“If I didn’t file it within two years, this thing would go out to sea,” McDonald said.
Referring to the complaint that names Coffey, Hadeed said, “It essentially addresses the actions that he was involved in to request the secretary of state to provide observers under the state statute for the general election of 2014.” The county administration had requested observers during that election because of fears of irregularities in the supervisor’s office. At the time, Weeks was engaged in protracted conflicts with the county and various members of the canvassing board.
The elections complaint against Coffey, Hadeed continued this morning, also challenges the administrator’s role in the county commission’s decision to seek attorneys’ frees related to the frivolous ethics complaints. The complaint charges that “requesting the observers to the general election and filing these attorney fee petitions have an adverse impact on the administration of the election code,” Hadeed said.
State law provides for the recovery of attorneys’ fees in frivolous suits, even when the case goes through the ethics commission, though the bar is set very high for such a recovery. The complaints, in other words, appear to be tailored out of the same burlap rhetoric that have been saddling the county, the ethics and the elections commissions for almost three years, with little evidence that the outcome in these filings would be any different than previous filings.
McDonald said the county administration illegally requested–and the secretary of state illegally provided–election monitors. McDonald cites state law, under chapter 101.58: “The Department of State may, at any time it deems fit; upon the petition of 5 percent of the registered electors; or upon the petition of any candidate, county executive committee chair, state committeeman or committeewoman, or state executive committee chair, appoint one or more deputies whose duties shall be to observe and examine the registration and election processes and the condition, custody, and operation of voting systems and equipment in any county or municipality.” The law, McDonald says in his interpretation of the statute, does not give the county authority to request monitors.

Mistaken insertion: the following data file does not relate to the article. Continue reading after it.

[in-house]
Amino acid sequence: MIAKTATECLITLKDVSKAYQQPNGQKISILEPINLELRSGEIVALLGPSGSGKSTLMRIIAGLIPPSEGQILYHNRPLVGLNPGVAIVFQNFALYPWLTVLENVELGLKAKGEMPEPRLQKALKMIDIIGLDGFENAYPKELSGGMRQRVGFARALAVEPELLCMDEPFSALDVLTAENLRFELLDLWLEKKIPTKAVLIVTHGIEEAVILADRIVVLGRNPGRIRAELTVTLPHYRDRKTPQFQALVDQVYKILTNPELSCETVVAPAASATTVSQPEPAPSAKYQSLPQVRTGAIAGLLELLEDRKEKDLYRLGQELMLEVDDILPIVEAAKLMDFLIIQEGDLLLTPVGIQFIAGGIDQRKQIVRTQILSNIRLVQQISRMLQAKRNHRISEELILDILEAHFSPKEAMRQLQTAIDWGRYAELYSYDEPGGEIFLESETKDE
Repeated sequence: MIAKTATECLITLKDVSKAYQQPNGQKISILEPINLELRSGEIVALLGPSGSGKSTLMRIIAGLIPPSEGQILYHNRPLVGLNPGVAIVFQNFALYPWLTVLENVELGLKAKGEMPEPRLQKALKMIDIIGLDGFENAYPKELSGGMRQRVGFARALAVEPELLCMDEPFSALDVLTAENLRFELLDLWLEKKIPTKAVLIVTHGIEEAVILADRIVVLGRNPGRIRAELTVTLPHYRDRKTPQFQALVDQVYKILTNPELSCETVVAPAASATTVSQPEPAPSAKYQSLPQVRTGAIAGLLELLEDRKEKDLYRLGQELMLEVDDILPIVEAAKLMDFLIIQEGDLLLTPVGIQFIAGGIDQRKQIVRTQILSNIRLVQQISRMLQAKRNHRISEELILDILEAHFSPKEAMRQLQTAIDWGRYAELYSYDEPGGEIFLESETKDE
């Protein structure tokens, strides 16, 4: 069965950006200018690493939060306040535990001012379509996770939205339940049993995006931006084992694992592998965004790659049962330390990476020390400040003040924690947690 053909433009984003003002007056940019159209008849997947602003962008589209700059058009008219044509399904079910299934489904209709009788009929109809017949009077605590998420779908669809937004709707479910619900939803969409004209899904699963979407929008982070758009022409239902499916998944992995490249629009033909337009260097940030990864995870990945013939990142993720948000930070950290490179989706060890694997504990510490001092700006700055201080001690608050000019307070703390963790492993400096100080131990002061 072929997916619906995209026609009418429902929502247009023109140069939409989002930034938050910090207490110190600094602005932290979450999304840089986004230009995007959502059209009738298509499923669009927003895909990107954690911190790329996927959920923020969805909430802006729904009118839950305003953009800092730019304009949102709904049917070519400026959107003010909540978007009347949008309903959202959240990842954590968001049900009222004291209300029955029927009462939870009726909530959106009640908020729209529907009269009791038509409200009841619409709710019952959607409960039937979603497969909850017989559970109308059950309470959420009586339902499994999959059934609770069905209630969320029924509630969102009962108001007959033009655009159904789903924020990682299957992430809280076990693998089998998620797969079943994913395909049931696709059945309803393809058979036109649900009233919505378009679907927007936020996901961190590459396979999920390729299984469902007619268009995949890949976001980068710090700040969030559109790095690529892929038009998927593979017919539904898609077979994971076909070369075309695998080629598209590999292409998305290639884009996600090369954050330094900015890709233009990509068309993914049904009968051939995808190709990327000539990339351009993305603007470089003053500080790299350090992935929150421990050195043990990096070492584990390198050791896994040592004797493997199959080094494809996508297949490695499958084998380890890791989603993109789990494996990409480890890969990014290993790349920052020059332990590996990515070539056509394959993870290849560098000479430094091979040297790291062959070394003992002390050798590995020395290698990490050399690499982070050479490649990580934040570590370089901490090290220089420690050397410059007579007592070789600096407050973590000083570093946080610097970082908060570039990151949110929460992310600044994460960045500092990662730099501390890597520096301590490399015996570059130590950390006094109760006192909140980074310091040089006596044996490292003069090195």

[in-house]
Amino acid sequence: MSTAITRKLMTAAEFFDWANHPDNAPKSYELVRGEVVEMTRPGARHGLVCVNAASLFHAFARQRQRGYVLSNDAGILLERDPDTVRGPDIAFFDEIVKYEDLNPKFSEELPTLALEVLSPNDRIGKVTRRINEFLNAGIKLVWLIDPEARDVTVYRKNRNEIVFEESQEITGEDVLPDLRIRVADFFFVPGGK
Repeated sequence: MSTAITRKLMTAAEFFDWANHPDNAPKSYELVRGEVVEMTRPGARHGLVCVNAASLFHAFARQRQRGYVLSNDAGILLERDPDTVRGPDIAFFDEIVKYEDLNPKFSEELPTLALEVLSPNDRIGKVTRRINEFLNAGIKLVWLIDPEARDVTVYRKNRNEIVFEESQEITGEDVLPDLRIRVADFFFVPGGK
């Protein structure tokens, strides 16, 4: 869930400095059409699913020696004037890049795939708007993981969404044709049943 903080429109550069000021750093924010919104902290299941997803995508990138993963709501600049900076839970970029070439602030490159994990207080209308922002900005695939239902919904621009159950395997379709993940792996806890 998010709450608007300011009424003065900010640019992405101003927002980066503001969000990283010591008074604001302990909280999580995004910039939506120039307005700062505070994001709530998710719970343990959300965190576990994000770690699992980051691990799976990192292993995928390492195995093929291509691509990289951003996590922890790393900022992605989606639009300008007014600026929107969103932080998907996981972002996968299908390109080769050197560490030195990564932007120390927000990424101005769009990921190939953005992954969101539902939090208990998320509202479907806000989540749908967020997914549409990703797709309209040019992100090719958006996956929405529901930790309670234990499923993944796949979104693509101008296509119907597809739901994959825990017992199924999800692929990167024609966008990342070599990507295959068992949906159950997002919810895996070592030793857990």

The timing of the new complaints is suspect, however, as these filings are taking place just as previous ones have been largely dismissed, but with an election year unfolding, and three county commissioners up for re-election. The complaints, in other words, appear intended to create the self-fulfilling prophesy of a cloud hanging over the incumbents–assuming voters have not by now gotten used to the complainants’ maneuvers: complaints hung over Commissioners Meeker and Nate McLaughlin in 2014, too, but both were re-elected, and each defeated one of the men most prone to file such complaints: McLaughlin defeated Richter in his primary, while Meeker defeated McDonald in his.
“There’s no question that they were trying to take over the election or influence it for the benefit of the incumbents,” McDonald said, referring to Meeker and McLaughlin.